- Religion and Philosophy»
- Christianity, the Bible & Jesus
Bible: What Does Exodus 19-20 Teach Us About the "Ten Words"?
The Ten Commandments
Prepare to Meet Yahweh/The "Ten Words"
Yahweh "Cuts a Covenant" with Moses
“In the third month” and “on the same day,” Israel arrives at Sinai from Rephidim (v. 1; cf. 17:8) and camps before the mountain (v. 2).
[Exodus 16:1 relates an event that occurred one month after the Exodus; here the date appears to be the fifteenth day of the third month (therefore, two months) after their departure.]
Moses goes up to God, and the LORD tells him to remind Israel of His mighty deliverance and sustenance (“bore you on eagles’ wings”) [vv. 3-4].
Then He “cuts” [karath berith] a conditional covenant [“If”] with them that promises glorious privileges (namely, being His “special treasure,”“a kingdom of priests,”“a holy nation”) [vv. 5-6] for obedience to the stipulations.
[Collectively, they would represent other peoples before God.]
Having received the people’s willingness to enter into this covenant, Moses brings back word to Yahweh, who further sets him apart as their leader (vv. 7-9).
Yahweh's Awesome Appearance on Day Three
The LORD instructs Moses to consecrate Israel for two days, for on day three He would appear to them (vv. 10-11).
He also lays down a law of specific boundaries regarding the mountain; any transgressor would suffer capital punishment either by stones or arrows (vv. 12-13).
Moses obeys Yahweh’s word, especially stressing sexual purity (vv. 14-15).
On the third morning Israel experiences genuine fright: thunder, lightning, a thick cloud, and a deafening trumpet blast that calls them “to the foot of the mountain” (vv. 16-17).
God comes down on the mountain in appearance as fire; smoke envelops the site and the ground quakes (v. 18).
As the trumpet blasts grow louder, God responds to Moses as he cries out to Him, and Yahweh calls him to the hilltop (vv. 19-20).
[Was an angel (or angels) blowing the trumpet (s)?]
Quickly, Yahweh commands Moses to go down and warn the people about “breaking through” to see Him (v. 21).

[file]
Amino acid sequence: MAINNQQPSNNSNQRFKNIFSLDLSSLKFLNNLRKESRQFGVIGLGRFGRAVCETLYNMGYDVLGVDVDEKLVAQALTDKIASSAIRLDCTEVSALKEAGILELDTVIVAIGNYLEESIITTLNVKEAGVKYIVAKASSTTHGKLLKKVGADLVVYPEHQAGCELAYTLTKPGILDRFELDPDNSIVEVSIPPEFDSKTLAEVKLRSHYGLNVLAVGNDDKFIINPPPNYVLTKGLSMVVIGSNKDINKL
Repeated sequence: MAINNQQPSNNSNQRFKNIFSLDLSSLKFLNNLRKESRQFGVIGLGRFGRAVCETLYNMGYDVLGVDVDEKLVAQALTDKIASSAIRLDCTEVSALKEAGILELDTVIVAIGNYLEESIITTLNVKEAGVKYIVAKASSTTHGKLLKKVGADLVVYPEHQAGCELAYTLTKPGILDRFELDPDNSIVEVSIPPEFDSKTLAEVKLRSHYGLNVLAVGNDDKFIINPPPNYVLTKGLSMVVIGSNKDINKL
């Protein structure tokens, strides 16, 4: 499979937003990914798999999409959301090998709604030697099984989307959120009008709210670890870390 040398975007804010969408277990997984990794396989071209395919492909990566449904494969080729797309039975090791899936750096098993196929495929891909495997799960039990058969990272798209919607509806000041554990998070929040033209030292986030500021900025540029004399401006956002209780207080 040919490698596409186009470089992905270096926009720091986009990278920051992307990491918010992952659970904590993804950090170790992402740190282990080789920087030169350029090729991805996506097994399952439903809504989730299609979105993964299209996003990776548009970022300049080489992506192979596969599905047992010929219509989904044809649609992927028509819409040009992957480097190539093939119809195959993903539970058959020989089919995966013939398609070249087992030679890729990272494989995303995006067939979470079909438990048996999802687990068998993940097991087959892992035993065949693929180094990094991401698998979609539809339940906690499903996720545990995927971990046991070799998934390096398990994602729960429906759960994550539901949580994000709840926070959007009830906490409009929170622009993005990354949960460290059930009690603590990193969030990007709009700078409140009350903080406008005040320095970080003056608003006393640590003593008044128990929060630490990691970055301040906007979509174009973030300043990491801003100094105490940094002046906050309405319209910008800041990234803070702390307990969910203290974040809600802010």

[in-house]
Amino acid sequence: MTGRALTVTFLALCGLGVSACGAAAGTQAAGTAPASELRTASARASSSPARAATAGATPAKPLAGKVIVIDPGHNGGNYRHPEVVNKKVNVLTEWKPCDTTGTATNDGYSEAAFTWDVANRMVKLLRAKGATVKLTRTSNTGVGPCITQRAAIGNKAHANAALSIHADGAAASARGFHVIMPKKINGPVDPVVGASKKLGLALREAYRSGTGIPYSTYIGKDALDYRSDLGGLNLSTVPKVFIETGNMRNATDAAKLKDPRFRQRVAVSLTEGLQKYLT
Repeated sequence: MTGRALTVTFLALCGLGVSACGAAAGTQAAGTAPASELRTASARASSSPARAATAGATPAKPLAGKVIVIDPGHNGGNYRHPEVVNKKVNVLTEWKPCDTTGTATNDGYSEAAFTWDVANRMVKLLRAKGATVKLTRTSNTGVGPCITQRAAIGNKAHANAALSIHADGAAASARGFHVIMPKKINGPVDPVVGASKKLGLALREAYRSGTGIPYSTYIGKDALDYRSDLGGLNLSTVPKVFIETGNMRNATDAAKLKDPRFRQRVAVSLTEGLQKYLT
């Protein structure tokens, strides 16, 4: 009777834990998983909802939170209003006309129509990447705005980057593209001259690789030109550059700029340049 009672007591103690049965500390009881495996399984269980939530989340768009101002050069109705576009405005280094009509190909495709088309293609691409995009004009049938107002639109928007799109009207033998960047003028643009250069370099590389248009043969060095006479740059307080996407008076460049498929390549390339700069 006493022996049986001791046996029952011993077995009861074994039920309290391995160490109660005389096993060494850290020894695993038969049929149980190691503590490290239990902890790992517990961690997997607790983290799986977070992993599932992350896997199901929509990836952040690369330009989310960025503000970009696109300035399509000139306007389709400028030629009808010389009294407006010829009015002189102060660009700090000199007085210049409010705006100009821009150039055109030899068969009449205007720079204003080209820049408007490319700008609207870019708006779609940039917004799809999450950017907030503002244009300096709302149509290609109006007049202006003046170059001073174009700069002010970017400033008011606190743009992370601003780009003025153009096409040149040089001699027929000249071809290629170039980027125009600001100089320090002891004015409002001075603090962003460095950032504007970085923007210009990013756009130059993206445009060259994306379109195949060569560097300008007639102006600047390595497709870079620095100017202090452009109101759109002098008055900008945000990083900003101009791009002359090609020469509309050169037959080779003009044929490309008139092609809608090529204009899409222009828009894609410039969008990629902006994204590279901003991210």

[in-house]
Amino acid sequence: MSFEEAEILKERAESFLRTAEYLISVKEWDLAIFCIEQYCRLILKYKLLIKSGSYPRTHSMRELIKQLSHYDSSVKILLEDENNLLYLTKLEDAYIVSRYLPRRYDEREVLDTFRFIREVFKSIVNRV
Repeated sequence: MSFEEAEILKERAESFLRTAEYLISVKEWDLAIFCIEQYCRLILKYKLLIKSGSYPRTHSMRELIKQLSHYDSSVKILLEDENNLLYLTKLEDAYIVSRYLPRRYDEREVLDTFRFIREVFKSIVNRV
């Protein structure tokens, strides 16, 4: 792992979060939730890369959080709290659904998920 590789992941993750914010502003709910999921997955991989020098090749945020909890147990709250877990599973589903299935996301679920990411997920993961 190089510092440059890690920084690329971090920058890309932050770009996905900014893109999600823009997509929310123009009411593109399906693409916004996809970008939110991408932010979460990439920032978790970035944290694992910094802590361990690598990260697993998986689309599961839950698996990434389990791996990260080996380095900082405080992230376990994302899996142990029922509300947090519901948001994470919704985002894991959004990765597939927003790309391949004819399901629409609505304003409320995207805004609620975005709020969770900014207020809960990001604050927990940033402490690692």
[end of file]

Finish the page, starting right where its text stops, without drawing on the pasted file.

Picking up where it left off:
Immediate death (“breaking out,” vv. 22-24; cf. 2 Sam. 6:7, 8) comes to anyone, even a priest, who approaches Him unconsecrated (v. 22).
[Moses uses the words “sanctified” and “consecrated” four times in total in this chapter (vv. 10, 14, 22-23)].
Moses’ response about the law of the boundary (v. 23) draws a mild rebuke from the LORD (v. 24a); he and Aaron are the only ones He permits to come up (v. 24b).
In obedience, Moses goes down and tells them God’s command (v. 25).
[Why did Moses question the LORD’s warning?]
The Ten Commandments
Do you keep the Ten Commandments?
Idolatryview quiz statistics
Keeping the Sabbath
Do you think Sabbath keeping is part of the Church's responsibility today?
Word #1--Worship Only the LORD
Verses one through seventeen constitutes Yahweh’s giving of the Ten “Words”/ the Decalogue (v. 1) to Moses and Israel.
The LORD first establishes Who He is, Israel’s Savior (v. 2); on that basis, He commands His people to worship only Him (v. 3).
[The text literally says, “. . . no other gods beforeMy face,” which may also signify, “Do not let Me see you associating with any other so-called gods.”]
Words #2 and #3--Against Idolatry and Profaning God's name
The second “word” focuses on the making of idols (vv. 4-5a) and the reason for Yahweh’s prohibition of this practice (vv. 5b-6).
The idol diminishes the glory and uniqueness of the LORD if worshipers create it to resemble Him or one of His attributes (vv. 4-5a; cf. Exo. 32).
God is “jealous,” i.e., He is zealous to protect His holy name/reputation, and will not allow His people to tarnish or misrepresent it, punishing the future generations/descendants of those who “hate” Him (v. 5b).